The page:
I’m currently reading the Book of Revelation, written by John of Patmos. In Chapter 1, John recounts that
On the Lord’s Day I was in the Spirit, and I heard behind me a loud voice like a trumpet, which said: “Write on a scroll what you see and send it to the seven churches: to Ephesus, Smyrna, Pergamum, Thyatira, Sardis, Philadelphia and Laodicea.” (NIV)
Seven churches? Seven Churches is the debut album by death metal band Possessed. It is regarded by many as the first album in the genre. Indeed, it was Possessed’s bassist/vocalist Jeff Becerra who originally coined the term “death metal” in 1983 for a high school English class assignment. I didn’t know that the album was named after the Seven Churches of Asia mentioned in the Book of Revelation. Until now …
The Book of Revelation belongs to a genre of literature known as the apocalypse, a kind of writing that is highly symbolic. As such, its meaning is open to interpretation.
The Zondervan NIV Study Bible tells us that
Interpreters of Revelation normally fall into four groups:
1. Preterists understand the book exclusively in terms of its first-century setting, claiming that most of its events have already taken place.
2. Historicists take it as describing the long chain of events from Patmos to the end of history.
3. Futurists place the book primarily in the end times.
4. Idealists view it as symbolic pictures of such timeless truths as the victory of good over evil.
On an historicist interpretation, we are now living in the era of Laodicea, and approaching the end of history. And spelled out in John’s letter to the church in Laodicea, which Jesus dictates, is the big problem of Christianity and Christians today.
We are lukewarm. We are indifferent. This is especially the case in the affluent West. We feel that we are spiritually rich and need nothing when, in fact, we are spiritually wretched, miserable, poor, blind and naked.
We desperately need to be shaken out of our complacency. And what better way to shake ourselves out of our complacency than to listen to some brutal death metal?
Death metal is seen by many Christians as Satanic. Certainly, there’s no denying that it sometimes seems that way! (Death metal should not be confused with black metal, which *is* Satanic.) Personally, I regard death metal as simply another musical genre. But I would like to lay on the table a theory for your consideration, the theory being that God has had a hand in the development of the genre since its inception. Make of this theory what you will, but I, for one, find it curious that the first track on the very first death metal album, a song about an exorcism, includes the following lyrics.
Possessed by evil hell
Satan’s wrath will kill
He will take your soul
Cast you to hell …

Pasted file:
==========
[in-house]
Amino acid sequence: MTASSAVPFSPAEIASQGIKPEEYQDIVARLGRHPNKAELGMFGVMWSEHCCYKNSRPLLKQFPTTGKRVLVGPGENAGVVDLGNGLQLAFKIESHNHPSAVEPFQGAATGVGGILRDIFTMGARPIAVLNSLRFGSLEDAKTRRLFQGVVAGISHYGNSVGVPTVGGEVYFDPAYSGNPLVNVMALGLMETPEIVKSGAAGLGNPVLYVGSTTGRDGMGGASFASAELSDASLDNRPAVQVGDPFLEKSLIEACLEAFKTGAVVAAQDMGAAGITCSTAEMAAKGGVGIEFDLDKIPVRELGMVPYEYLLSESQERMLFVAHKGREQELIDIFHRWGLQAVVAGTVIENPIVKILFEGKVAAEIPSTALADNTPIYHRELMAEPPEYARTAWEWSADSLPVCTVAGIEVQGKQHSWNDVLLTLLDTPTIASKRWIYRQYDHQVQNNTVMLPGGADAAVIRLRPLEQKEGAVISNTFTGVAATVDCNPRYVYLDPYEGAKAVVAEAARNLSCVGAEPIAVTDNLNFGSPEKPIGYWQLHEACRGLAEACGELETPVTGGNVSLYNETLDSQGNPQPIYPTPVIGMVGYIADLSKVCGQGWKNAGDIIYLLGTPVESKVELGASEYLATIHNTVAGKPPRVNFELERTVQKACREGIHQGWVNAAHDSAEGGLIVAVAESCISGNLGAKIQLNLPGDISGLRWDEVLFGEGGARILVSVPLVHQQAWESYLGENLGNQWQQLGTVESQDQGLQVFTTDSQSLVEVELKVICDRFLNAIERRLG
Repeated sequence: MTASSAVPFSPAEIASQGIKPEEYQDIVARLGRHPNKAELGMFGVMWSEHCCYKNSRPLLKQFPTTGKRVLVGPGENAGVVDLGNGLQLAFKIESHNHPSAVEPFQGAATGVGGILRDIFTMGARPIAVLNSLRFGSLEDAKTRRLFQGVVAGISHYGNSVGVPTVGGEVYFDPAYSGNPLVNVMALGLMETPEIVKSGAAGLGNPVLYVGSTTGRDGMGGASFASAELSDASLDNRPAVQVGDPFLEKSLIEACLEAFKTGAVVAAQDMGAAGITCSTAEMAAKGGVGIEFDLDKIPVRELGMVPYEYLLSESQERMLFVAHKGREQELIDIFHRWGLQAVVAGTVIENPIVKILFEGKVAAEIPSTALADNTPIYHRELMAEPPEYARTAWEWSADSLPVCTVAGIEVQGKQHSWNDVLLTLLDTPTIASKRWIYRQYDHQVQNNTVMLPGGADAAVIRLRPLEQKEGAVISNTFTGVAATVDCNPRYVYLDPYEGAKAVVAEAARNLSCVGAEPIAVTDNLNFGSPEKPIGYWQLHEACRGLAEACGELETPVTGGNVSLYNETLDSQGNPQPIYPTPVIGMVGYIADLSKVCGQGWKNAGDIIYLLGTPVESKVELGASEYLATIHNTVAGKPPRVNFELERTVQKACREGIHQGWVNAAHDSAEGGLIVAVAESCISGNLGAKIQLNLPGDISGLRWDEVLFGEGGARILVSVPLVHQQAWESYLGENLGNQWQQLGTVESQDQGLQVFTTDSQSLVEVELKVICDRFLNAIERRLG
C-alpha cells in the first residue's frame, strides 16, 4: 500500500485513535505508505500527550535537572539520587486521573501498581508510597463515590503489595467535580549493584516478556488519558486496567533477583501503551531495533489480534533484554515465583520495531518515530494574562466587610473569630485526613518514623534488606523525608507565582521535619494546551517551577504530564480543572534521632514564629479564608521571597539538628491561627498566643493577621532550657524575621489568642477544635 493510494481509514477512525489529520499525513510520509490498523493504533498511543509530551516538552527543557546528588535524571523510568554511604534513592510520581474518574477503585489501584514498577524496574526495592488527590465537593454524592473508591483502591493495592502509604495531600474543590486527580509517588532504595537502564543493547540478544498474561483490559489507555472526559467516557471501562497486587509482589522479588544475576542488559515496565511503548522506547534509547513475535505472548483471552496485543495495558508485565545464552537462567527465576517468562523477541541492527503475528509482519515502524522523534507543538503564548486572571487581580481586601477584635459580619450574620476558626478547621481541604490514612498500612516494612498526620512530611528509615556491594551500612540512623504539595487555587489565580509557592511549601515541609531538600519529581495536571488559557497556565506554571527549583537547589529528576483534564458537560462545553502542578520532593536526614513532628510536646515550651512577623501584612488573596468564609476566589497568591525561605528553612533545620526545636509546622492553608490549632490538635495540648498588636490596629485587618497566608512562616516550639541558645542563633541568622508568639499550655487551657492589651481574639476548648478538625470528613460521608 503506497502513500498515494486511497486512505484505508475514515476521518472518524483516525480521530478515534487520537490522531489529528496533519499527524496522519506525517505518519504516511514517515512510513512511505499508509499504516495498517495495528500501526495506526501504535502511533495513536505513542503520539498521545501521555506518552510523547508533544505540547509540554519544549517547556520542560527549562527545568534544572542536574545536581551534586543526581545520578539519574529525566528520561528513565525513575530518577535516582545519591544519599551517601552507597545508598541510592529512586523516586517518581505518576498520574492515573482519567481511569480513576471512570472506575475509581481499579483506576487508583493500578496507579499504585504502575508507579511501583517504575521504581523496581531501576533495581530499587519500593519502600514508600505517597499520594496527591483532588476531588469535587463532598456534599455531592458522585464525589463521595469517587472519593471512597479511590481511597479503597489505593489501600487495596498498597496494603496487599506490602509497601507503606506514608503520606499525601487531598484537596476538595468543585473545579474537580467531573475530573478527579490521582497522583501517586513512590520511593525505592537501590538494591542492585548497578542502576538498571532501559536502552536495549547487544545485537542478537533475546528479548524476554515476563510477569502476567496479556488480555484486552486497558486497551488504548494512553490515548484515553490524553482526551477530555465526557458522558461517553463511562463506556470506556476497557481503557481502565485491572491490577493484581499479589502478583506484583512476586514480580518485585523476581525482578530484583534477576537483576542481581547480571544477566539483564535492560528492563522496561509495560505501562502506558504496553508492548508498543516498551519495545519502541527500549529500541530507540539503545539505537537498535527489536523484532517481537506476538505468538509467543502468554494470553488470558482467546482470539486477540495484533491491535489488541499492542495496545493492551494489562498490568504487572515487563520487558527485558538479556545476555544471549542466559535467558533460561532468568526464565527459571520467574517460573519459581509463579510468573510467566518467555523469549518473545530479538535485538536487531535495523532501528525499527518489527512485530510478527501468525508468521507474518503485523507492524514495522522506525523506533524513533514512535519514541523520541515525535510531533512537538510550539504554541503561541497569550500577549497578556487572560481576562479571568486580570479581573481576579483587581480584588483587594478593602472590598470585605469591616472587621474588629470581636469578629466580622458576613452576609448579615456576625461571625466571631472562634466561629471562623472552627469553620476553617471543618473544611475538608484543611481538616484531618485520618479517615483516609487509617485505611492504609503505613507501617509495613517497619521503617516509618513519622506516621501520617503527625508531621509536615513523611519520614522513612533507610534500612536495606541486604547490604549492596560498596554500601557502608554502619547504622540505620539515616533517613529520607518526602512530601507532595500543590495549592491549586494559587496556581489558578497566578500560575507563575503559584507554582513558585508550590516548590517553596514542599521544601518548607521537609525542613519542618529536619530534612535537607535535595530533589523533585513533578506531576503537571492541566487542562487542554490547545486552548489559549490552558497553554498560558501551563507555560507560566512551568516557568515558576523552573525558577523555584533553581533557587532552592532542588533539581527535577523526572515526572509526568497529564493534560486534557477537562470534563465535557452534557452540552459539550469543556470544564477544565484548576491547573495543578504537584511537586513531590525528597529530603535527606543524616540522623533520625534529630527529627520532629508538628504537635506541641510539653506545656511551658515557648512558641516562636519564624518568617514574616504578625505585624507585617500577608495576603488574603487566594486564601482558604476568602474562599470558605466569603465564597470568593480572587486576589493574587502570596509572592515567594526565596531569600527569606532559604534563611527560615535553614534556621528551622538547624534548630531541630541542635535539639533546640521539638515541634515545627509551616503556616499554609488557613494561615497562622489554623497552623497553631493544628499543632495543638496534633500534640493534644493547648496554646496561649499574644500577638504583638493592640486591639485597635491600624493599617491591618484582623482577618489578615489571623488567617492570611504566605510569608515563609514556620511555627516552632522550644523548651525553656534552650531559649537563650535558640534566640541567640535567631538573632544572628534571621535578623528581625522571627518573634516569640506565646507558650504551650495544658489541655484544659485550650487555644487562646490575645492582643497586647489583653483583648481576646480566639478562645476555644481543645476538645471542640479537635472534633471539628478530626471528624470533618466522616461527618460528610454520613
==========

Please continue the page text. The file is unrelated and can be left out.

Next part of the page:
I can see the light
I don’t want to burn
Help me save my soul
Let me live
Your curse is not my fear
Demons within me hear
I will escape your wrath …
Demons in my body gone
Sicken thoughts left beyond
Haunted by evil memories
Nightmares and sin …
Exorcism takes control
Beneath my body help my soul
Save my soul from evil hell
Your spell is lost
One thought on “Seven Churches”
Futurism Was, Is, and Is To Come
Preterists claim that the “Antichrist” and the “great tribulation” were fulfilled during the 70 AD period.
If so, why do we find that the arrival of the Antichrist was regarded as a future event by writers who lived during and after 70 AD?
Polycarp (70-167) wrote that “He comes as the Judge of the living and the dead.”
Justin Martyr (100-168) said that “[Antichrist] shall venture to do unlawful deeds on the earth against us the Christians….”
Irenaeus (140-202) wrote that the ten kings (Rev. 17)”shall give their kingdom to the beast, and put the church to flight.”
It’s not true that Francisco Ribera (1537-1591) “revived” futurism because it was never lost during the Middle Ages or prior to that period of time.
Bernard of Clairvaux (1090-1153) stated: “There remains only one thing – that the demon of noonday [Antichrist] should appear.”
Roger Bacon (1214-1274) spoke of “future perils [for the Church] in the times of Antichrist….”
John Wycliffe (1320-1384) referred to “the hour of temptation, which is coming upon all the world, Rev. iii.”
Martin Luther (1483-1546): “[The book of Revelation] is intended as a revelation of things that are to happen in the future….”
(Google or Yahoo “Famous Rapture Watchers” to see quotes from many Christian leaders throughout the Church Age which prove that they expected a future Antichrist and a future great tribulation.)
Preterists use Matt. 24:34 (“This generation will not pass….”) to try to prove a 70 AD fulfillment of “Antichrist.” Since many of them see “these” (Matt. 25:46) fulfilled in the future in Rev. 20, why can’t they apply futurism as easily to Matt. 24:34? After all, the word “this” is the singular form of “these”!
To see something that preterists, historicists, and futurists can all agree on, Google “Pretrib Rapture Secrets.”
(Hello, Richard. The preceding was run past me via my computer.)